"Disneyland with the Death Penalty" is an article about Singapore written by William Gibson. His first major piece of non-fiction, it was first published as the cover story for Wired magazine's September/October 1993 issue (1.4).
The article follows Gibson's observations of the architecture, phenomenology and culture of Singapore, and the clean, bland and conformist impression the city-state conveys during his stay. Its title and central metaphor—Singapore as Disneyland with the death penalty—is a reference to the authoritarian artifice the author perceives the city-state to be. Singapore, Gibson details, is lacking any sense of creativity or authenticity, absent of any indication of its history or underground culture. He finds the government to be pervasive, corporatist and technocratic, and the judicial system rigid and draconian. Singaporeans are characterised as consumerists of insipid taste. The article is accentuated by local news reports of criminal trials by which the author illustrates his observations, and bracketed by contrasting descriptions of the South-East Asian airports he arrives and leaves by.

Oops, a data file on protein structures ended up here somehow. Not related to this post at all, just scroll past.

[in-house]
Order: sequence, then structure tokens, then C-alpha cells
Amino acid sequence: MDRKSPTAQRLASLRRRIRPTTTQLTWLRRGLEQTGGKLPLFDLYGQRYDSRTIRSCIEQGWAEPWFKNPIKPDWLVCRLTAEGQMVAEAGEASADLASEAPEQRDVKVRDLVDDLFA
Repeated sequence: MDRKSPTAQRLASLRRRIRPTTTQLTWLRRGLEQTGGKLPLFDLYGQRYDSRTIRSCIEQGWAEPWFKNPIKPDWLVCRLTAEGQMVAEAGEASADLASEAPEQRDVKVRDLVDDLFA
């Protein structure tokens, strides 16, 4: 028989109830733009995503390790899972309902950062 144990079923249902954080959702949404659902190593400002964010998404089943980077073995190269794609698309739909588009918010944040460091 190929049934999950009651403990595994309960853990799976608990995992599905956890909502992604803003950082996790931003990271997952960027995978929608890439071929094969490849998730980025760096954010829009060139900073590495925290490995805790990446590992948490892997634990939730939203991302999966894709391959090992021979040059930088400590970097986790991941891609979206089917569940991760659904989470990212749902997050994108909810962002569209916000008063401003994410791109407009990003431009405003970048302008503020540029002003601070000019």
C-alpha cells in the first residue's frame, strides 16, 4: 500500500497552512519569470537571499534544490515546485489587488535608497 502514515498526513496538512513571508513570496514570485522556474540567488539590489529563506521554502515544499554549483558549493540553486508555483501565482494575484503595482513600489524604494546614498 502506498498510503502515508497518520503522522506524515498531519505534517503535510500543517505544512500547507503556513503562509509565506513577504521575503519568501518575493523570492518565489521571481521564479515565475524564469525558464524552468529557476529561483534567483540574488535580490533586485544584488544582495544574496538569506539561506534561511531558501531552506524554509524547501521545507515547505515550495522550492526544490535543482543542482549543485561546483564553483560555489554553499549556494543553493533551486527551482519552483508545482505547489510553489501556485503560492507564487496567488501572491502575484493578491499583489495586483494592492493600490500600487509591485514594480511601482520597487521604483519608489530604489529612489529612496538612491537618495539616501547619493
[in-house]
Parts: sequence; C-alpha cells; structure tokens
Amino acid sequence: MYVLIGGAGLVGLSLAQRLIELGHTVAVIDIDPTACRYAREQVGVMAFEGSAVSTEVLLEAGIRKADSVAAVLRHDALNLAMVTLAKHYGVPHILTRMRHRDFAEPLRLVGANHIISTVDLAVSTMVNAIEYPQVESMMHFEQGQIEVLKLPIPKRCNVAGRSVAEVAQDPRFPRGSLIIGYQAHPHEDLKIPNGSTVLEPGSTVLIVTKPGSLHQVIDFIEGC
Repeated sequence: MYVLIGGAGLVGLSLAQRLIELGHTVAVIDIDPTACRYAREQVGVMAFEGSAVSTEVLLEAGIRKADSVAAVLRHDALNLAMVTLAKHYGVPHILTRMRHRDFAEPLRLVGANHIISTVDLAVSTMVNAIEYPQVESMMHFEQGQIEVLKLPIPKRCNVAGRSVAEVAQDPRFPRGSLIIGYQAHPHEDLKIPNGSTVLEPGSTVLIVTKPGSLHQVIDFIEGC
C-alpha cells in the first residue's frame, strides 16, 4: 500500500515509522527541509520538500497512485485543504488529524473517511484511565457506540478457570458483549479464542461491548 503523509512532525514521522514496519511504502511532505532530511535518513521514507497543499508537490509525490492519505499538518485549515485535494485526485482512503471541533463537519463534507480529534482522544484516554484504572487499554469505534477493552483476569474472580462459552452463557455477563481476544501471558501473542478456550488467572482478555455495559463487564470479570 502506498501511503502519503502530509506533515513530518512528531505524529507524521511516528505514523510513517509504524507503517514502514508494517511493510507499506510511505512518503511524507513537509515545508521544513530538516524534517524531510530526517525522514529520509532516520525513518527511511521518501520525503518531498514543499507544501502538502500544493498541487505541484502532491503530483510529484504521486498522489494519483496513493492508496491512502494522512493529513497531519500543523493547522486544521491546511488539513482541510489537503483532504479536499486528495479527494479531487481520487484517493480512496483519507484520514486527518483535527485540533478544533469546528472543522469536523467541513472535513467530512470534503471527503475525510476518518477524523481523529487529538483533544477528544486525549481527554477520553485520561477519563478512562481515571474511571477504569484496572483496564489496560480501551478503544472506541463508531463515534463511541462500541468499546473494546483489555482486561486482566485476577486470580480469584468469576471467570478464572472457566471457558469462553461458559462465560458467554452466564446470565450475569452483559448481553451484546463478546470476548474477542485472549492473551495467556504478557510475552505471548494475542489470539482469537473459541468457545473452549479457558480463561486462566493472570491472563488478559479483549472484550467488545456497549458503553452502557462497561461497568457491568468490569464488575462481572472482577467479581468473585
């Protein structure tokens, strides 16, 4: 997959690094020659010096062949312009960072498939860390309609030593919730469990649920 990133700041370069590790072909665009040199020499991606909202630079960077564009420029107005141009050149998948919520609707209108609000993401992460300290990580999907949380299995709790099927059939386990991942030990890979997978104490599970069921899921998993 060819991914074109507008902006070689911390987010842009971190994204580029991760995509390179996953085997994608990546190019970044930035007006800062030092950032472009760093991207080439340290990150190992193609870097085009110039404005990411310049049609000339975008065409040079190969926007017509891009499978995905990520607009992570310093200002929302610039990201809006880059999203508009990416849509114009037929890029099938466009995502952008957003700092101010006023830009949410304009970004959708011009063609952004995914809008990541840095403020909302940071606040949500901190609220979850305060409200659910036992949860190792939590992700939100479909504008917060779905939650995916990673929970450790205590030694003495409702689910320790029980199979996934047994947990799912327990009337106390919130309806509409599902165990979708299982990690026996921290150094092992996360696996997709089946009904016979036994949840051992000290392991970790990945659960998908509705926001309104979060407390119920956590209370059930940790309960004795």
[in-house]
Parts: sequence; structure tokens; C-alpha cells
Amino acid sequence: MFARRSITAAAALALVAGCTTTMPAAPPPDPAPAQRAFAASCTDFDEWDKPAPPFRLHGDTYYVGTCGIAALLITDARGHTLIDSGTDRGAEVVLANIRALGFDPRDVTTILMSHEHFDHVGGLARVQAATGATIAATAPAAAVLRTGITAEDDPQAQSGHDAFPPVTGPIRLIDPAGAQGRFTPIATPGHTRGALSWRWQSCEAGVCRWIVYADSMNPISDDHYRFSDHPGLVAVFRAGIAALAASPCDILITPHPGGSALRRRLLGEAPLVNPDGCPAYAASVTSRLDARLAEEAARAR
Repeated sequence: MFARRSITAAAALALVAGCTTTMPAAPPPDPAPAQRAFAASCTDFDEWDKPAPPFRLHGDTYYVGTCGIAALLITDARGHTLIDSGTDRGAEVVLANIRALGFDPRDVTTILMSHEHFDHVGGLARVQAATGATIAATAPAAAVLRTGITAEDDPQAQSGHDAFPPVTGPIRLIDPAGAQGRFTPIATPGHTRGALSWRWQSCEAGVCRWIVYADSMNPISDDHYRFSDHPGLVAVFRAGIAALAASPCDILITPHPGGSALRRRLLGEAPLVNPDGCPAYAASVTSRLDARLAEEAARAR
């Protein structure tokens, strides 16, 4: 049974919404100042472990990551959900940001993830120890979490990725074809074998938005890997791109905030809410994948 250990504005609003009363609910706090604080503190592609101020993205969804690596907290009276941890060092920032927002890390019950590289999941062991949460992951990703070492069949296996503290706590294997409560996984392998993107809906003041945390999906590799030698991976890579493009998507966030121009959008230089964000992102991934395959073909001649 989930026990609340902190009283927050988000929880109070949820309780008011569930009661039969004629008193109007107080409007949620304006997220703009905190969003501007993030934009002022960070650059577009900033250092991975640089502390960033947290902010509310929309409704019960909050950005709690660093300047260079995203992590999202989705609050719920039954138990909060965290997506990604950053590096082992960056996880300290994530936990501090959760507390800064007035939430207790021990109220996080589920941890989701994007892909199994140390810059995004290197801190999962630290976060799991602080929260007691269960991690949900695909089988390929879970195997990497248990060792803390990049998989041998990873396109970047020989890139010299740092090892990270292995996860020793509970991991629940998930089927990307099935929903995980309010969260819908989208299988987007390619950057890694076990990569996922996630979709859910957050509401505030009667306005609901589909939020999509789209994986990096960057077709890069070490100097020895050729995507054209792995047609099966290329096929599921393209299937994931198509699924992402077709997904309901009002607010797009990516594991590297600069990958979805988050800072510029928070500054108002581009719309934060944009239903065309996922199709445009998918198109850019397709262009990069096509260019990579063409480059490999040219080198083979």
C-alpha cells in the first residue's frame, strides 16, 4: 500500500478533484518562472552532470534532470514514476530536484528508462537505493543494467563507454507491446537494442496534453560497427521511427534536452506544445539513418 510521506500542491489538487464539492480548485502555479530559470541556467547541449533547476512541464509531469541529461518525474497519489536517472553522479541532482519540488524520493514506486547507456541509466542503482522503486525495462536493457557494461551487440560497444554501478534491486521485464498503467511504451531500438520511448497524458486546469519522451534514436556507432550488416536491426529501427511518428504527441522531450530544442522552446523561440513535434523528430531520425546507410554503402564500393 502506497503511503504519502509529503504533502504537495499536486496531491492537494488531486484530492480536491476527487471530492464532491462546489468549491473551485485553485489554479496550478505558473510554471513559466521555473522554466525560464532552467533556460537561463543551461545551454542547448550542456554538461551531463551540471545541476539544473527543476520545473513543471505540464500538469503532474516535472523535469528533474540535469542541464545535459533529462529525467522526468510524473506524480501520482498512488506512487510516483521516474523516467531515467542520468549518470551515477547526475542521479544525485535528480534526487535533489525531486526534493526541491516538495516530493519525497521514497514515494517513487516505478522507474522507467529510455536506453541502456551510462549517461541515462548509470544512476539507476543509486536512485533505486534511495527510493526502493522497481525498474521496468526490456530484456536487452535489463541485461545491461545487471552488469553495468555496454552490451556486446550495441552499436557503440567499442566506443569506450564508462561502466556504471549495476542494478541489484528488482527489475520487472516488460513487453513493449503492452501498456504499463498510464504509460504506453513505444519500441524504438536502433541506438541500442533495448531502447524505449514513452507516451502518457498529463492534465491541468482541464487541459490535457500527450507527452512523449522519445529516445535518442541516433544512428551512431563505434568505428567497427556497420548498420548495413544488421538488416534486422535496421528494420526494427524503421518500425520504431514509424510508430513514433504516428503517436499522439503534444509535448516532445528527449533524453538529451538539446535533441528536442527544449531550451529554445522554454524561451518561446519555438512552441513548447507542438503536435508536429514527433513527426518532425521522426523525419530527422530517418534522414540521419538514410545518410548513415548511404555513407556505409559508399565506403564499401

Though Gibson's first major piece of non-fiction, the article had an immediate and lasting impact. The Singaporean government banned Wired upon the publication of the issue, and the phrase "Disneyland with the death penalty" became a byword for bland authoritarianism that the city-state could not easily discard.